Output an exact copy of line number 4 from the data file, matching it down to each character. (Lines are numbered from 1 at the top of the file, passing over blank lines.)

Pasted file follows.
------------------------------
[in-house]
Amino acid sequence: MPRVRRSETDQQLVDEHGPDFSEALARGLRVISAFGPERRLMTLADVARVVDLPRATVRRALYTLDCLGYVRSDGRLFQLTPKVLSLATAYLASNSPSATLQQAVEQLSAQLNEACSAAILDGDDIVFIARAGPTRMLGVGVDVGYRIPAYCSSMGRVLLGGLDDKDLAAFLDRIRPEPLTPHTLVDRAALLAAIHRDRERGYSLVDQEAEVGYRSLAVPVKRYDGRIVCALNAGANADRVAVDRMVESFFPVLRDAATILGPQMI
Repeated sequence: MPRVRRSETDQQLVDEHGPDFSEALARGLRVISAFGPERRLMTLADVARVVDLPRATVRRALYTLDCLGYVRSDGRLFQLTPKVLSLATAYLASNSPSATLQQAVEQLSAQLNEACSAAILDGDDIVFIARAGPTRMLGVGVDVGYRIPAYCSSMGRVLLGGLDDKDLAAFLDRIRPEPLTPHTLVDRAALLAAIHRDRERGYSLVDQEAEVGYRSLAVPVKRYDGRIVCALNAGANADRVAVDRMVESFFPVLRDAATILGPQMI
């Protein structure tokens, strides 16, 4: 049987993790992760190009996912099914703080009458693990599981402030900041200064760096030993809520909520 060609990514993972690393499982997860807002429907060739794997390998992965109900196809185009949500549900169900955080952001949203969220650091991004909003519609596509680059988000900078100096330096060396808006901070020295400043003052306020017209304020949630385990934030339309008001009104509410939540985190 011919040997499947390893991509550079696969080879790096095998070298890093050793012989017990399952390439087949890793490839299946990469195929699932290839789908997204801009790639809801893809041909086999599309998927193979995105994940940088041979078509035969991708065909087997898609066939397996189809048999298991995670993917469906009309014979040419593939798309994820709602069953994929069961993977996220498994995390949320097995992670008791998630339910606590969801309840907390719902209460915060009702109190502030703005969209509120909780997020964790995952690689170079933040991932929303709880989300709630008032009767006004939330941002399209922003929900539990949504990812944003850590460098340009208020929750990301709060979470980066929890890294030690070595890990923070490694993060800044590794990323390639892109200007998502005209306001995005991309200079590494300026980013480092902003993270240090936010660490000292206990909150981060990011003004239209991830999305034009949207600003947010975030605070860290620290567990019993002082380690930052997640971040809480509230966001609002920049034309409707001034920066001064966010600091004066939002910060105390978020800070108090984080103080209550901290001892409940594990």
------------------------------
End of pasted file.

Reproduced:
């Protein structure tokens, strides 16, 4: 049987993790992760190009996912099914703080009458693990599981402030900041200064760096030993809520909520 060609990514993972690393499982997860807002429907060739794997390998992965109900196809185009949500549900169900955080952001949203969220650091991004909003519609596509680059988000900078100096330096060396808006901070020295400043003052306020017209304020949630385990934030339309008001009104509410939540985190 011919040997499947390893991509550079696969080879790096095998070298890093050793012989017990399952390439087949890793490839299946990469195929699932290839789908997204801009790639809801893809041909086999599309998927193979995105994940940088041979078509035969991708065909087997898609066939397996189809048999298991995670993917469906009309014979040419593939798309994820709602069953994929069961993977996220498994995390949320097995992670008791998630339910606590969801309840907390719902209460915060009702109190502030703005969209509120909780997020964790995952690689170079933040991932929303709880989300709630008032009767006004939330941002399209922003929900539990949504990812944003850590460098340009208020929750990301709060979470980066929890890294030690070595890990923070490694993060800044590794990323390639892109200007998502005209306001995005991309200079590494300026980013480092902003993270240090936010660490000292206990909150981060990011003004239209991830999305034009949207600003947010975030605070860290620290567990019993002082380690930052997640971040809480509230966001609002920049034309409707001034920066001064966010600091004066939002910060105390978020800070108090984080103080209550901290001892409940594990």